The Crush April 2023 - 1

Volume 49 | Issue 4 | April 2023
Article by Ted Rieger
Water availability and water quality for vineyard irrigation
will increasingly be of concern for grapegrowers due to
impacts from climate change and unpredictable levels
of precipitation in California from one season to the
next. With the decline in reliable and adequate quality
well water, and uncertain water supplies and allocations
from state and local water agencies, vineyard and
winery operations are increasingly developing on-farm
opportunities to recycle wastewater, capture rainwater
and recharge groundwater aquifers.
A session at the 2023 Unified Wine & Grape Symposium,
" Doing More, With Even Less, " examined what to
consider regarding quality concerns with irrigation
water from key sources: groundwater, surface water,
and recycled water. UC Cooperative Extension (UCCE)
Water Management and Biometeorology Advisor Mark
Battany observed, " While most places we grow grapes
still have water, it may not be at the quality levels we'd
like to use. " He added, " Recycled
water will be one of our next frontiers
for water use, and it's a source we
traditionally have not made good use
of. " Battany discussed the importance of
measuring soil and water chemistry, and
considerations when using lower-quality
water. Soil electrical conductivity (EC) is
one of the primary measurements used
for soil physical and chemical properties.
EC is an indicator of salinity that can
impede crop growth as soils with
high sodium have poor structure and
drainage. Excess levels of chloride
and boron can impact vine growth
and productivity. Monitoring
pH levels provide
another indicator for
impacts on soil chemistry and characteristics. In addition,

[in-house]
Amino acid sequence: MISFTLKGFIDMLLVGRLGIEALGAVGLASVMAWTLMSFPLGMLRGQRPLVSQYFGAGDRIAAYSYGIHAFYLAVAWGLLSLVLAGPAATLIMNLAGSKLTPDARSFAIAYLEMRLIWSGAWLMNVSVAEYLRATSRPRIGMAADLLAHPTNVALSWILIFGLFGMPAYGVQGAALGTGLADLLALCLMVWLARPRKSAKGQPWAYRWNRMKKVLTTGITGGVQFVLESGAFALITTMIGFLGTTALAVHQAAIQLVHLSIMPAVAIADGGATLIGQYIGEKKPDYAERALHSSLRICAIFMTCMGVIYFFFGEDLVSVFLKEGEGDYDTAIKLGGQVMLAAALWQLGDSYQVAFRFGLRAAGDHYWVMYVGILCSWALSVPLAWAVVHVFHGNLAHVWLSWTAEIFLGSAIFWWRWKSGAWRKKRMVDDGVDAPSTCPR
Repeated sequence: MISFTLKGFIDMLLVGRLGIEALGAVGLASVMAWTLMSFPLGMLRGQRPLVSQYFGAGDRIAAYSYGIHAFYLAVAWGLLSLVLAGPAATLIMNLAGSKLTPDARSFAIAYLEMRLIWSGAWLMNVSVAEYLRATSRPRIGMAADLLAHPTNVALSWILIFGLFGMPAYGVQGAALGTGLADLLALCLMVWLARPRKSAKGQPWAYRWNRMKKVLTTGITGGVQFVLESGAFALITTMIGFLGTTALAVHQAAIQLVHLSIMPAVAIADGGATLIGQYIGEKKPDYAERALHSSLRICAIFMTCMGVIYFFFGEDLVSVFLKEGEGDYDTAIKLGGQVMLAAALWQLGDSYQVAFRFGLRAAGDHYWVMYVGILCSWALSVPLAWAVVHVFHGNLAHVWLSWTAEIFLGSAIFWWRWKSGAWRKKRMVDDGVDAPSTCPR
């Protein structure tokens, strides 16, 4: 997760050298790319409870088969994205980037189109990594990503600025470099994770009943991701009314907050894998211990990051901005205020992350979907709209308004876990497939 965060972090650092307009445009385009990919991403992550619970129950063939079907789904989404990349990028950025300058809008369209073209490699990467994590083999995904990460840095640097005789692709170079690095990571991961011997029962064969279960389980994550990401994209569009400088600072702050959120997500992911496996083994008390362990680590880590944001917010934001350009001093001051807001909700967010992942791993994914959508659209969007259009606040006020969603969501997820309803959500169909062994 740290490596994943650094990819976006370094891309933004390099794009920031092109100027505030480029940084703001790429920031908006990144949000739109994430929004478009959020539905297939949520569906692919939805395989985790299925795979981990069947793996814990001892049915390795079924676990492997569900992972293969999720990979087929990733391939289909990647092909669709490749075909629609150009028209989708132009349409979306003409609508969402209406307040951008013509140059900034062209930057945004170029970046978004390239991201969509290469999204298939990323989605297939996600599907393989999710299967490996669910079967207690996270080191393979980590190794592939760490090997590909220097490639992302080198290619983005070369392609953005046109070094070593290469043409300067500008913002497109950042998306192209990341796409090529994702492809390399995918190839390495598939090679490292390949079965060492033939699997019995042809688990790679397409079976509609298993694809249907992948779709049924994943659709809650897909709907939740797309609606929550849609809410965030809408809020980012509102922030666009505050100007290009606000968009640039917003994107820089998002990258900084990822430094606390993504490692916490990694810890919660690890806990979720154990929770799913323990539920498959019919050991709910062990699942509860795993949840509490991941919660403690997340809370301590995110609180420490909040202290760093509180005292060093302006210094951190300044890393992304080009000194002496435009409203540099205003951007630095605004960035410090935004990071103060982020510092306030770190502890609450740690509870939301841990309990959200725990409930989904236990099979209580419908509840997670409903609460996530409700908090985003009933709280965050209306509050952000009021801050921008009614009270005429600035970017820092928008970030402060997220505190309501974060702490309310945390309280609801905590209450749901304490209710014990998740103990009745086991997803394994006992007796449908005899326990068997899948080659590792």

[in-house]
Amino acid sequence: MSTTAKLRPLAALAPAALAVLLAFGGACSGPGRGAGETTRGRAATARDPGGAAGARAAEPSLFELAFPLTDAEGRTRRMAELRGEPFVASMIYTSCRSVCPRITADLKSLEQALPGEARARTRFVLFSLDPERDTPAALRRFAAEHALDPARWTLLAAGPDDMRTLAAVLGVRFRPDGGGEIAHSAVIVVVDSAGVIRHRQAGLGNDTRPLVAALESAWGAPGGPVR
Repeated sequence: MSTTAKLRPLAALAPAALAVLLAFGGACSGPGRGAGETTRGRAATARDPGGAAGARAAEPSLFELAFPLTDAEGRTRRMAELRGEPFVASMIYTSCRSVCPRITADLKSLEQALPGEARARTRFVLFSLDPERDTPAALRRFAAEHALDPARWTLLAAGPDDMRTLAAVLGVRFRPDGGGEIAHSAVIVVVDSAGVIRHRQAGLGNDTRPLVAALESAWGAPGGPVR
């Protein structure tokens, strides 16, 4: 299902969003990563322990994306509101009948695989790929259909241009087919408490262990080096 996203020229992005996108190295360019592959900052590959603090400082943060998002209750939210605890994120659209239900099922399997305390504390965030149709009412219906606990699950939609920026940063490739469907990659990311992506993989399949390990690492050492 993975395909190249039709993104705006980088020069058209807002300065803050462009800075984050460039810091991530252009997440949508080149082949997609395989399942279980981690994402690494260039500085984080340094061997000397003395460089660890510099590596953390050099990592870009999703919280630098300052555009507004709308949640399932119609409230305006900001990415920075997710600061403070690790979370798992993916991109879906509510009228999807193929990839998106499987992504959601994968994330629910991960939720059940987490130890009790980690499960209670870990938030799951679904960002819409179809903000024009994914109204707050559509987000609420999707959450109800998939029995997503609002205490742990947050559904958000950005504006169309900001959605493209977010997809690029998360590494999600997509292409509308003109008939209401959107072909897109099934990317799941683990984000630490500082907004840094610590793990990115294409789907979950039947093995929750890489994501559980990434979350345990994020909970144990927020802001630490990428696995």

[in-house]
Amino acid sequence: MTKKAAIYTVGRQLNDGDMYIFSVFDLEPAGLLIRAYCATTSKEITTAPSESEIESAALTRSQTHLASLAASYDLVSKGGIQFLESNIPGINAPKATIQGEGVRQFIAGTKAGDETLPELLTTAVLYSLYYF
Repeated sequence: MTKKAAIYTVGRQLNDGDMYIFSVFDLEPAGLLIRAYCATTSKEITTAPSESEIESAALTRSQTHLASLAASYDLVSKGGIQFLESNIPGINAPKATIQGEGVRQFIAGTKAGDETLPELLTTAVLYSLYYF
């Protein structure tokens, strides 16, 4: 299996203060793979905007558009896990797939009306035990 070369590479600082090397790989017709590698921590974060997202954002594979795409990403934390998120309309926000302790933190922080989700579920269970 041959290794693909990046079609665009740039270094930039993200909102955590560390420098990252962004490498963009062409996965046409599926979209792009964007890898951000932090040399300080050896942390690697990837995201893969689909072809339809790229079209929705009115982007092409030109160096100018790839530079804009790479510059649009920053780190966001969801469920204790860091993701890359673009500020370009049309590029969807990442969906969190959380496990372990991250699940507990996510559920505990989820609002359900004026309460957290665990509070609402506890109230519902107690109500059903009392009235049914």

water quality impacts irrigation system components
and operation. Certain minerals (carbonates, iron, and
manganese) and biological organisms can accumulate
and clog emitters.
Wastewater Reuse, Quality Issues
UC Davis and UCCE Enology Specialist Anita
Oberholster provided data and information from studies
on the use of winery wastewater in vineyards. Most wine
production operations use 6 gallons or more of water for
every 1 gallon of wine produced. Winery wastewater is
increasingly becoming a useful source of irrigation water
due to limited supply, and more regulations and costs
related to wastewater disposal. Raw wastewater must be
treated by some method (aeration ponds, constructed
wetlands, worms/BioFiltro systems, or others) before
use in the vineyard. She suggested monitoring water
and soil chemistry for levels of certain cations: sodium
Post-harvest groundwater recharge at Costa Vineyards in Lodi.
Photo: Ted Rieger

The Crush April 2023

Table of Contents for the Digital Edition of The Crush April 2023

The Crush April 2023 - 1
The Crush April 2023 - 2
The Crush April 2023 - 3
The Crush April 2023 - 4
The Crush April 2023 - 5
The Crush April 2023 - 6
The Crush April 2023 - 7
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